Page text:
Logistics industry welcomes membership of Common Transit Convention

The freight industry has welcomed news that the UK will remain in the Common Transit Convention (CTC) after Brexit, which should help simplify cross-border trade for UK businesses exporting their goods.

The UK is currently a member of the CTC while it remains in the EU, and has negotiated membership in its own right after Brexit. This would apply to any new trading relationship with the EU or in the event of a no deal.

Membership of the CTC, and its supplementary convention the Convention on the Simplification of Formalities in the Trade of Goods, reduces administrative burdens on traders by removing the need for additional import/export declarations when transiting across multiple customs territories. 

It also provides cashflow benefits by allowing the movement of goods across a customs territory without the payment of duties until the final destination – countries who are not in the Convention would have to pay each time their goods crossed a border.

The CTC is currently used for moving goods between the EU member states, the EFTA countries (Iceland, Norway, Liechtenstein and Switzerland) as well as Turkey, Macedonia and Serbia.

Financial Secretary to the Treasury, Mel Stride said: “We are a great trading nation and our goods are in demand all over the world.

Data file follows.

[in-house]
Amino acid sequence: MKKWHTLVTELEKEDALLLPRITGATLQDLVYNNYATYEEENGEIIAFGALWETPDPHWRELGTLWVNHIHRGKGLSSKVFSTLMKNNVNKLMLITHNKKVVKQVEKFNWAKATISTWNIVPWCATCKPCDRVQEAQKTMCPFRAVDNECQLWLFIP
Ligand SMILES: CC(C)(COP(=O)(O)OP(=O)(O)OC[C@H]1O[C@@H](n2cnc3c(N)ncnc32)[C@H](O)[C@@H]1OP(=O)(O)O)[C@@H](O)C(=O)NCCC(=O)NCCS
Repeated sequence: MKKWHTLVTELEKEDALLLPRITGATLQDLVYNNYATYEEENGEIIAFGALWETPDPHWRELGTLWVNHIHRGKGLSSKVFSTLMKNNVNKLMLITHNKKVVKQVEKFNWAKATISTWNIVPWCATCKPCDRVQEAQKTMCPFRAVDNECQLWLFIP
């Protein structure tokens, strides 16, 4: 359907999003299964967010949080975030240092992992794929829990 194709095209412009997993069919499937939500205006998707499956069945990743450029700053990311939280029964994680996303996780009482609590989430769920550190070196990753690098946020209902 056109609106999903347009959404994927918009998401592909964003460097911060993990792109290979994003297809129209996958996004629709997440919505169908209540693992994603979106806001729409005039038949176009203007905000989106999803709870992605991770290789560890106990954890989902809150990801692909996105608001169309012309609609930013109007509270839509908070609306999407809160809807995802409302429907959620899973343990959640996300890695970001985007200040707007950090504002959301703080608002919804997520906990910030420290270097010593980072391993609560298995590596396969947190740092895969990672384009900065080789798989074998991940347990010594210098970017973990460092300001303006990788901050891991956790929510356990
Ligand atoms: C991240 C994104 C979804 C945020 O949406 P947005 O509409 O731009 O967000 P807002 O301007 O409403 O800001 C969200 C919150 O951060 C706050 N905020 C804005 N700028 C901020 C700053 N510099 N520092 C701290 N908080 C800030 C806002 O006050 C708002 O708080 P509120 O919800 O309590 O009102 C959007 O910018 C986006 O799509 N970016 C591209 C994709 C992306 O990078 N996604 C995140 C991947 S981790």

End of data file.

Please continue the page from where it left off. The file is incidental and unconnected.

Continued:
“That’s why we are committed to ensuring that trade can continue to flow with as little friction as possible when we leave the EU. Membership of the convention will support traders both under a new trade agreement with the EU, or in the unlikely event of no deal.

“This gives businesses the continuity and certainty they need to plan for the future,” she added.

The Freight Transport Association (FTA), which had been pressing Government to speed up CTC accession process for some time, said the invite was “great news” for the country’s logistics industry.

Pauline Bastidon, FTA’s Head of European Policy & Brexit, said: “This will be particularly attractive for UK businesses exporting into the EU. While it would not remove the need for border checks of a regulatory nature (such as sanitary & phytosanitary checks on agri-food products), the CTC has the potential to reduce checks of a fiscal nature upon entry into the EU. What is now vital for UK business is to ensure that all necessary arrangements for use of the convention are made so that, from 30 March 2019, traders may fully benefit from the facilities offered by the CTC.”

Aidan Flynn, General Manager of FTA's sister organisation Freight Transport Association Ireland (FTAI), added: “The CTC would significantly reduce the amount of red tape and any delays at the borders for Irish goods transported to the continent through the EU land-bridge.  While the CTC does not deal with regulatory checks – such as sanitary and phytosanitary checks on agri-food products – or with the ability for road hauliers to operate in the UK, it is a welcome step in the right direction, and something that FTAI has been campaigning for for quite some time."

He added: "What is now imperative is that the UK government ensures that all necessary arrangements for use of the convention are made so that, from 30 March 2019, Irish businesses can continue to transit their goods to and from the continent with minimal delays at the borders with the UK.”